The author, though, does not plan to seek revenge himself. Perhaps he is in no position to seek revenge, so he asks God to do it for him - to do to the oppressors what the oppressors had done to him. It's time to exact an eye for an eye.
We live under a new law though. We live under "Pray for your enemies. Do good to those who persecute you. Do unto others as you want them to do unto you."
Maybe you find it easy, but I don't find it easy to do good to those who hurt me. Sometimes I am much more in line with the Psalmist than I am with Jesus. I need to let the desire for revenge go.
Put a right spirit within me, Lord.
Any time we talk about God's plans for us we get into the discussion about predestination and free will. If God has plans for us, where is our free will? If we don't want to go along with God's plans, what happens to them?
Well, I believe God has plans and we have freedom of choice about whether or not we participate in them. We are always free to say no and God can look for someone more amenable.
Psalm 138:8 says, The Lord will fulfill his plan/purpose for me. That's a twist we may not often think about - God working out his plans on our behalf. It's not all our responsiblity. God is helping to see that everything goes right. Sometimes you hear it said as, "If God called you to it, He'll see you through it." It's a reassurance that helps to keep us going. If you are walking in God's plan, he'll help; he'll walk with you. Verse 3 of Psalm 138 provides another assurance, When I called you answered me; you made me bold and stouthearted.
To all the bold and stouthearted people of God, carry on. God is with you to work out his plan on your behalf.
Let's take a different approach today and instead of looking at one particuar Psalm, let's look at how God is portrayed in the Psalms in general.
all-knowing and ever-present, beautiful and desirable, creator, good, generous, powerful, loving, faithful, righteous, just, holy, a strong tower and a place of refuge.
If we change this to God, you are . . . we have a prayer of praise.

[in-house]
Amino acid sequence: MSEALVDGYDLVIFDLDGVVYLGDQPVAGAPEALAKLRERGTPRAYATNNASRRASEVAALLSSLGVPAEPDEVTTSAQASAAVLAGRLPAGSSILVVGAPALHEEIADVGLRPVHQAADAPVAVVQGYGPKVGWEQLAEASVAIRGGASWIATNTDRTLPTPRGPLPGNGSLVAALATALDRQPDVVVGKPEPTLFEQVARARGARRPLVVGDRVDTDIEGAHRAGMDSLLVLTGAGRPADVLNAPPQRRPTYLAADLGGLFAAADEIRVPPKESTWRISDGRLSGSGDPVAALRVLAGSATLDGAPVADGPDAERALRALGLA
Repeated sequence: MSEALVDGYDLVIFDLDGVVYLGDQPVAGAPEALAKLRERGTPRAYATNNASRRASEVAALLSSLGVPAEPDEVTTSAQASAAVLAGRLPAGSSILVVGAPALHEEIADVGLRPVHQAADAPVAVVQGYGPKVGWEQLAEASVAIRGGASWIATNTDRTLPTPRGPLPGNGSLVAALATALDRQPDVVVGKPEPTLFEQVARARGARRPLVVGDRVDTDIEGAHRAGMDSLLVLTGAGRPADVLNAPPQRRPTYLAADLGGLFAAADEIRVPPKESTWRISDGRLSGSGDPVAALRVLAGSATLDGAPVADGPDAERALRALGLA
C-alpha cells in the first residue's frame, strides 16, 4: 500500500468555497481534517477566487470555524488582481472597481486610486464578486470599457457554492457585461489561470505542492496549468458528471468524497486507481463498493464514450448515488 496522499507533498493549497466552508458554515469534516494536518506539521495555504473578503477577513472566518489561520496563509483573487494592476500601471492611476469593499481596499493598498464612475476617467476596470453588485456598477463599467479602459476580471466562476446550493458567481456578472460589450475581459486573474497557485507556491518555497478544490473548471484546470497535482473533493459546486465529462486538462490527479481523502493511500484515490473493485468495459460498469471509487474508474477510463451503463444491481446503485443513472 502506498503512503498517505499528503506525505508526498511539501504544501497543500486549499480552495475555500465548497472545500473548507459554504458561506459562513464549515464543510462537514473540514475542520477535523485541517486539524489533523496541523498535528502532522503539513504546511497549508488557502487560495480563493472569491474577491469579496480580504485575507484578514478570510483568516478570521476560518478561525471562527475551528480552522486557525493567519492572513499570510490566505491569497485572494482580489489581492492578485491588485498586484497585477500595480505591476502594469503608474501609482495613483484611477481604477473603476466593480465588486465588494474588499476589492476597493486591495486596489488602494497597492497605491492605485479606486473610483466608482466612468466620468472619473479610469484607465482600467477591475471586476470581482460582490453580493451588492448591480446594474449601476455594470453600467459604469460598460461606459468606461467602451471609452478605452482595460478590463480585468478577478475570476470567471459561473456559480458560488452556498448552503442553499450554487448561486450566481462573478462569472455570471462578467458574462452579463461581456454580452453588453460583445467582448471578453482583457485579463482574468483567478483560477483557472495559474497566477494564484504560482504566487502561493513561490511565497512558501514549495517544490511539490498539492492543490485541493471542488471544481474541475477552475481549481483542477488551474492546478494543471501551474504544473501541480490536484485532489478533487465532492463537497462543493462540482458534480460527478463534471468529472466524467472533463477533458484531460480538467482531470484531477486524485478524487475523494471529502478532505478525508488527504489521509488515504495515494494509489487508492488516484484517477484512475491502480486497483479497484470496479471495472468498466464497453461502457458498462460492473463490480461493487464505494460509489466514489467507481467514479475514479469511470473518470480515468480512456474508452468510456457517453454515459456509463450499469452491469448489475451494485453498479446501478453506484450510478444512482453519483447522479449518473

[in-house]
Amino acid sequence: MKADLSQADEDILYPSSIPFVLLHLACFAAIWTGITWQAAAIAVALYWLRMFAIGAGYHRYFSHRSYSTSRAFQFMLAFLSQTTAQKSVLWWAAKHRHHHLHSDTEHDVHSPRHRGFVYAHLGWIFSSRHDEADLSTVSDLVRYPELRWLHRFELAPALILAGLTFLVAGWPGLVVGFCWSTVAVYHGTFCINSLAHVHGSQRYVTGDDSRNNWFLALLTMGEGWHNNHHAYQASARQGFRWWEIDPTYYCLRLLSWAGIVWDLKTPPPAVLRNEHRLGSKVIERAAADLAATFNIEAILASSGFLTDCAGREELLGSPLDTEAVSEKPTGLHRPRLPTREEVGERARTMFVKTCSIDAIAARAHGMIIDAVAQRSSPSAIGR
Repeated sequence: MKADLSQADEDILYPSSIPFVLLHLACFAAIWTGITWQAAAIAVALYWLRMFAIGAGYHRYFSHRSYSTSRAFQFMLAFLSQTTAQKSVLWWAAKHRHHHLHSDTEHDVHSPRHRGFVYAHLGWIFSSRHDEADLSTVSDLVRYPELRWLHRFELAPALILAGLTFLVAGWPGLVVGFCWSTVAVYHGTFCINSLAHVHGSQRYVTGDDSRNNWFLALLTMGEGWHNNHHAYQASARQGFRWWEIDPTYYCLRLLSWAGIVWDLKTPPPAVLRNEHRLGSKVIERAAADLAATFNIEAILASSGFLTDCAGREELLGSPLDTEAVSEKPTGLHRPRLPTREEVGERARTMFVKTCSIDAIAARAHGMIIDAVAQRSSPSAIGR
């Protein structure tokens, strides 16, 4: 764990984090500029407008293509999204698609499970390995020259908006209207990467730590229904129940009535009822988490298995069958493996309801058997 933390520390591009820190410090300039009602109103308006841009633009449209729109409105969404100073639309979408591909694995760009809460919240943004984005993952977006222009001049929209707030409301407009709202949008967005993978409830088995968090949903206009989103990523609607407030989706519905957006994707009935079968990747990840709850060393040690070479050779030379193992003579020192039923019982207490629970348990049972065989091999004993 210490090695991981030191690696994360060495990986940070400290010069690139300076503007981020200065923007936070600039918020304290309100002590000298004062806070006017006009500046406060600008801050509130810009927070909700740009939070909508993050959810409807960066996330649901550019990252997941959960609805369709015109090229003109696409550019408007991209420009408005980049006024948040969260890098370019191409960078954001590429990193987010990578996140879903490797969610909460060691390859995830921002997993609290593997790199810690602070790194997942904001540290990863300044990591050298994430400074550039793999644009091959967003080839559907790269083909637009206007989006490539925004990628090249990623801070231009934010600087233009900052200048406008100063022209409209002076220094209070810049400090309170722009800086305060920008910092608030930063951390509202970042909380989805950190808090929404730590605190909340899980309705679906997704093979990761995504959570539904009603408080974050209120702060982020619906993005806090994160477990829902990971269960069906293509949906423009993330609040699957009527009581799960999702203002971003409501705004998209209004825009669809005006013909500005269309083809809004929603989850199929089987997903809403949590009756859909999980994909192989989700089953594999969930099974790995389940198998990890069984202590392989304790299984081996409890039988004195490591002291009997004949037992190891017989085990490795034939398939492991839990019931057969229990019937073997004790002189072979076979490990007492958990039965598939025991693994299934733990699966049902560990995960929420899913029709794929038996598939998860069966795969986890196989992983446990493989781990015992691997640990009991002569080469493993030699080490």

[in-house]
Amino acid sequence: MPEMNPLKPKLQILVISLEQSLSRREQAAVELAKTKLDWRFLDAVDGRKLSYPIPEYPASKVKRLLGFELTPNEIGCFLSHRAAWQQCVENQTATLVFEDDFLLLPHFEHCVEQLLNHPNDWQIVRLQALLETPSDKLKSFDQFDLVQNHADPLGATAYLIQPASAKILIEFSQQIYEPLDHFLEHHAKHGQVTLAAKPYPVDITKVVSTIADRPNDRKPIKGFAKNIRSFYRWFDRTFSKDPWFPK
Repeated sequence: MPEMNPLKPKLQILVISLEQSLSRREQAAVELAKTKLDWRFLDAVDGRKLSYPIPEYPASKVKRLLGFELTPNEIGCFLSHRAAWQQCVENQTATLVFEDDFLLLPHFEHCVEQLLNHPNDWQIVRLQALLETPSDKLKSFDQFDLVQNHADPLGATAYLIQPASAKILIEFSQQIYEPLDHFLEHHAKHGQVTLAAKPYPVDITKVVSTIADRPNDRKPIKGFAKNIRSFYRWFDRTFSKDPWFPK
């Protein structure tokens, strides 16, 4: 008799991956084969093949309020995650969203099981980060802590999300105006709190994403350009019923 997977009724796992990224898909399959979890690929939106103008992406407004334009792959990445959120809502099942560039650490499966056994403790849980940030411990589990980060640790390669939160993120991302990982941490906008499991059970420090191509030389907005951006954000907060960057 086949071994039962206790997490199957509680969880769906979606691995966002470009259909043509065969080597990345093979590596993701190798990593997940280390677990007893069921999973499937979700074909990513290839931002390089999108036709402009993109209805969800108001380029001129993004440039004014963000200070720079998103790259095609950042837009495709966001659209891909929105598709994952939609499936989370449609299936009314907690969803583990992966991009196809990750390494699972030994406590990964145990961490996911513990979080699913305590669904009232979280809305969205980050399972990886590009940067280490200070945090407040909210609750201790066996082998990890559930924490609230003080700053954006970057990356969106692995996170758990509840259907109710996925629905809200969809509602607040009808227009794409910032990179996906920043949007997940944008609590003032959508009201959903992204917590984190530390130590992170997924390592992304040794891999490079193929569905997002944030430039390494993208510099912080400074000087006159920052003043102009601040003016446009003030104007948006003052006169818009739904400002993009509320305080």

God, you are all-knowing and ever-present, beautiful and desirable. You are creator of all that is good; you are generous, powerful, loving and faithful. You are righteous, just and holy. You are my strong tower and my place of refuge.
Thank you for always being there for me.
We can hardly read David's psalms and not follow the events of David's life. Today's psalm may have been written when David was dealing with his son Absalom's rebellion. Absalom had ruined his father's good name as he was trying to win the hearts of the people and take over the kingdom (2 Samuel 15-18).
So we find David, once again in the desert, preparing to go to battle against his own son. His heart must have been broken even in his anger. He asked his men not to kill Absalom if they found him, but Absalom was killed anyway. David wept for the son who had plotted against him.
We come upon David giving himself a pep talk. Let's listen in.
Find rest, O my soul, in God alone; my hope comes from him. He alone is my rock and my salvation; he is my fortress, I will not be shaken. My salvation and my honor depend on God; he is my mighty rock, my refuge.
Thanks to NASA and the Hubble telescope we now have pictures that more adequately represent the universe than we ever had before. Who would have thought that there were so many galaxies, or that black holes existed, or that there were such complex designs?
They show us how amazing God's creation is - the extravagance of his creative power. And what are we compared with that? We are specks on one little planet in one galaxy. Yet he thinks of us. We are of great value to him, and he has given us responsibility over his creation.
In response, let us pray with the Psalmist, O Lord, our Lord, how majestic is your name in all the earth!
I started this website and blog on May 1, 2012. I am a Catholic who has been in ministry for many years. I first developed what I would call a close relationship with Jesus in the early 1970s. Ever since then I have been praying with people for healing and other needs. It is because I have seen so many of these prayers answered that I am so bold as to offer to pray for you individually through this website and phone line.